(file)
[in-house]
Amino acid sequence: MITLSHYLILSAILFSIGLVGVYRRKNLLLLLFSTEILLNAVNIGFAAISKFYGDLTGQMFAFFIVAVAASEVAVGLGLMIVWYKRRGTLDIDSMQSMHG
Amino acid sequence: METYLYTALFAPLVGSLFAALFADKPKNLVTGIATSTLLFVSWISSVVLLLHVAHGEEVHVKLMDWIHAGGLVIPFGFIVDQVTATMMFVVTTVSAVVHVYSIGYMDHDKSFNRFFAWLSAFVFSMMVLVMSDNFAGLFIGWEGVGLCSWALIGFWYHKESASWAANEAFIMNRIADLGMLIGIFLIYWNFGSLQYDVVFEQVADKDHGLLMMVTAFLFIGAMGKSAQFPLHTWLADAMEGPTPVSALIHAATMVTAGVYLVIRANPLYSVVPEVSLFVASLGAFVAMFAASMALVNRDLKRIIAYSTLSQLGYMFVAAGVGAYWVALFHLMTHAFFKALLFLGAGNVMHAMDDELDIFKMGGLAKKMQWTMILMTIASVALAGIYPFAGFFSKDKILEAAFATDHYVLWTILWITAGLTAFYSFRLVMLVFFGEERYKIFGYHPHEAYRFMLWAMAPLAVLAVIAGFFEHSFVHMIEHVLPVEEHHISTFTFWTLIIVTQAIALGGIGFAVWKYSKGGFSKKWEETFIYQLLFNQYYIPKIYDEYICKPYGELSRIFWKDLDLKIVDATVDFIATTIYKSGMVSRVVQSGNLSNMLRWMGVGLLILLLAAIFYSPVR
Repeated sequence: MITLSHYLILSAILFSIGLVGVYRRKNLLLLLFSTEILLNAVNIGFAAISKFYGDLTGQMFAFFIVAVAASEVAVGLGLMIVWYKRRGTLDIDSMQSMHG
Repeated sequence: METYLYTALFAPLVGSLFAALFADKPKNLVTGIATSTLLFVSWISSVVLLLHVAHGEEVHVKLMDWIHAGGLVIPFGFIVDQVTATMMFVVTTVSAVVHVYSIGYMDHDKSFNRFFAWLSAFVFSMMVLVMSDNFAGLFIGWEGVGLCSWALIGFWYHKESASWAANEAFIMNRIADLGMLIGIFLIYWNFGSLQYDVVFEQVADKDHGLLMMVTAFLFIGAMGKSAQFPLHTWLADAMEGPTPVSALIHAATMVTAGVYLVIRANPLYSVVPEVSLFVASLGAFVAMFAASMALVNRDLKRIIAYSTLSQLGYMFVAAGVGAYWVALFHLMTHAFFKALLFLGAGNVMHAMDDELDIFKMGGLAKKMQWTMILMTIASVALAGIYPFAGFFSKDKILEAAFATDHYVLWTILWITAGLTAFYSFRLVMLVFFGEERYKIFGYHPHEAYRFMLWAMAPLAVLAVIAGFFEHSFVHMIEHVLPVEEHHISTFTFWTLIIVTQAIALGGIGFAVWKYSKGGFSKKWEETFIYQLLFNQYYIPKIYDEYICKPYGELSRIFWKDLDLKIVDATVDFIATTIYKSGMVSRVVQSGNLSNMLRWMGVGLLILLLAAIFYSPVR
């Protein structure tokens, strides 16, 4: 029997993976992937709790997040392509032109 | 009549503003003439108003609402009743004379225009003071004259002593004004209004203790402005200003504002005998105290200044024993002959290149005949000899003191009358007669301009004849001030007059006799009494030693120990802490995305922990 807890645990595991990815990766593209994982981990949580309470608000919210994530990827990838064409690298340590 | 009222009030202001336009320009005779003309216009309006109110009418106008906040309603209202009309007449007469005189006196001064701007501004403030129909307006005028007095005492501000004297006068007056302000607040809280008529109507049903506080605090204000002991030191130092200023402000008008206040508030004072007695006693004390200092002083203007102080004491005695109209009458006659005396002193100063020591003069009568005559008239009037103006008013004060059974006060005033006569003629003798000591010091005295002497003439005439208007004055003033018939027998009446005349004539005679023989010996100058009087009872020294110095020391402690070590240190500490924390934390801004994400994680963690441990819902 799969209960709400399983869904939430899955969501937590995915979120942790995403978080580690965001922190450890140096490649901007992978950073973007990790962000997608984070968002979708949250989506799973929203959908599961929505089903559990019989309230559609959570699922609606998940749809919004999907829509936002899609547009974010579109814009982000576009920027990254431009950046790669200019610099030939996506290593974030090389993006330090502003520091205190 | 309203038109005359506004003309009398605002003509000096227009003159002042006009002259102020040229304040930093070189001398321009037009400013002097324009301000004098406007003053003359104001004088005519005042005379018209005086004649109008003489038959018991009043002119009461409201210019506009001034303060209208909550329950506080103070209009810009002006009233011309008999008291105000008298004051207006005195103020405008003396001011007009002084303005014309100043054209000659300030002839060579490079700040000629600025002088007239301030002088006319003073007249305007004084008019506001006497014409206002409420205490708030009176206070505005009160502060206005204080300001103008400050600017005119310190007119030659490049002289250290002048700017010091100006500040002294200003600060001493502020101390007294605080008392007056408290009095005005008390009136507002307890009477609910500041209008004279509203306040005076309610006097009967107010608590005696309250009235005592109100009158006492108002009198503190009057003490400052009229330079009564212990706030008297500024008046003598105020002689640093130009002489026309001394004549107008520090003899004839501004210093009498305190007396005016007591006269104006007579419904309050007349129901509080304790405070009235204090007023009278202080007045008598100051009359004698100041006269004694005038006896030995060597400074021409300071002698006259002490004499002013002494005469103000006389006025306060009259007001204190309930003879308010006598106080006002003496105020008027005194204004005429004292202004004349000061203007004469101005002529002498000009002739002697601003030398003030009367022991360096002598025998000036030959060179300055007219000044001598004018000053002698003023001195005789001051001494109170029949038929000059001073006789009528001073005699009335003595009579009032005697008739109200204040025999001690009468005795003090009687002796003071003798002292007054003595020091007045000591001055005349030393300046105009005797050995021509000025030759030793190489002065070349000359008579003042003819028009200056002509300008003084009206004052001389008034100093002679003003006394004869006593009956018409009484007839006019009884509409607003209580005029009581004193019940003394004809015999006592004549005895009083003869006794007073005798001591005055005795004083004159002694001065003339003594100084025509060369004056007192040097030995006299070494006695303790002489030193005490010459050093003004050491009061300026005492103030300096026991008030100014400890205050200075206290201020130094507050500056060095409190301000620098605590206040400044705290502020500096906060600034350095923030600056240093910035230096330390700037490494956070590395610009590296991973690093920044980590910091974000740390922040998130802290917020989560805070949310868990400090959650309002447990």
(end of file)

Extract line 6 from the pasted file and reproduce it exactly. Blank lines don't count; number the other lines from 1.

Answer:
């Protein structure tokens, strides 16, 4: 029997993976992937709790997040392509032109 | 009549503003003439108003609402009743004379225009003071004259002593004004209004203790402005200003504002005998105290200044024993002959290149005949000899003191009358007669301009004849001030007059006799009494030693120990802490995305922990 807890645990595991990815990766593209994982981990949580309470608000919210994530990827990838064409690298340590 | 009222009030202001336009320009005779003309216009309006109110009418106008906040309603209202009309007449007469005189006196001064701007501004403030129909307006005028007095005492501000004297006068007056302000607040809280008529109507049903506080605090204000002991030191130092200023402000008008206040508030004072007695006693004390200092002083203007102080004491005695109209009458006659005396002193100063020591003069009568005559008239009037103006008013004060059974006060005033006569003629003798000591010091005295002497003439005439208007004055003033018939027998009446005349004539005679023989010996100058009087009872020294110095020391402690070590240190500490924390934390801004994400994680963690441990819902 799969209960709400399983869904939430899955969501937590995915979120942790995403978080580690965001922190450890140096490649901007992978950073973007990790962000997608984070968002979708949250989506799973929203959908599961929505089903559990019989309230559609959570699922609606998940749809919004999907829509936002899609547009974010579109814009982000576009920027990254431009950046790669200019610099030939996506290593974030090389993006330090502003520091205190 | 309203038109005359506004003309009398605002003509000096227009003159002042006009002259102020040229304040930093070189001398321009037009400013002097324009301000004098406007003053003359104001004088005519005042005379018209005086004649109008003489038959018991009043002119009461409201210019506009001034303060209208909550329950506080103070209009810009002006009233011309008999008291105000008298004051207006005195103020405008003396001011007009002084303005014309100043054209000659300030002839060579490079700040000629600025002088007239301030002088006319003073007249305007004084008019506001006497014409206002409420205490708030009176206070505005009160502060206005204080300001103008400050600017005119310190007119030659490049002289250290002048700017010091100006500040002294200003600060001493502020101390007294605080008392007056408290009095005005008390009136507002307890009477609910500041209008004279509203306040005076309610006097009967107010608590005696309250009235005592109100009158006492108002009198503190009057003490400052009229330079009564212990706030008297500024008046003598105020002689640093130009002489026309001394004549107008520090003899004839501004210093009498305190007396005016007591006269104006007579419904309050007349129901509080304790405070009235204090007023009278202080007045008598100051009359004698100041006269004694005038006896030995060597400074021409300071002698006259002490004499002013002494005469103000006389006025306060009259007001204190309930003879308010006598106080006002003496105020008027005194204004005429004292202004004349000061203007004469101005002529002498000009002739002697601003030398003030009367022991360096002598025998000036030959060179300055007219000044001598004018000053002698003023001195005789001051001494109170029949038929000059001073006789009528001073005699009335003595009579009032005697008739109200204040025999001690009468005795003090009687002796003071003798002292007054003595020091007045000591001055005349030393300046105009005797050995021509000025030759030793190489002065070349000359008579003042003819028009200056002509300008003084009206004052001389008034100093002679003003006394004869006593009956018409009484007839006019009884509409607003209580005029009581004193019940003394004809015999006592004549005895009083003869006794007073005798001591005055005795004083004159002694001065003339003594100084025509060369004056007192040097030995006299070494006695303790002489030193005490010459050093003004050491009061300026005492103030300096026991008030100014400890205050200075206290201020130094507050500056060095409190301000620098605590206040400044705290502020500096906060600034350095923030600056240093910035230096330390700037490494956070590395610009590296991973690093920044980590910091974000740390922040998130802290917020989560805070949310868990400090959650309002447990």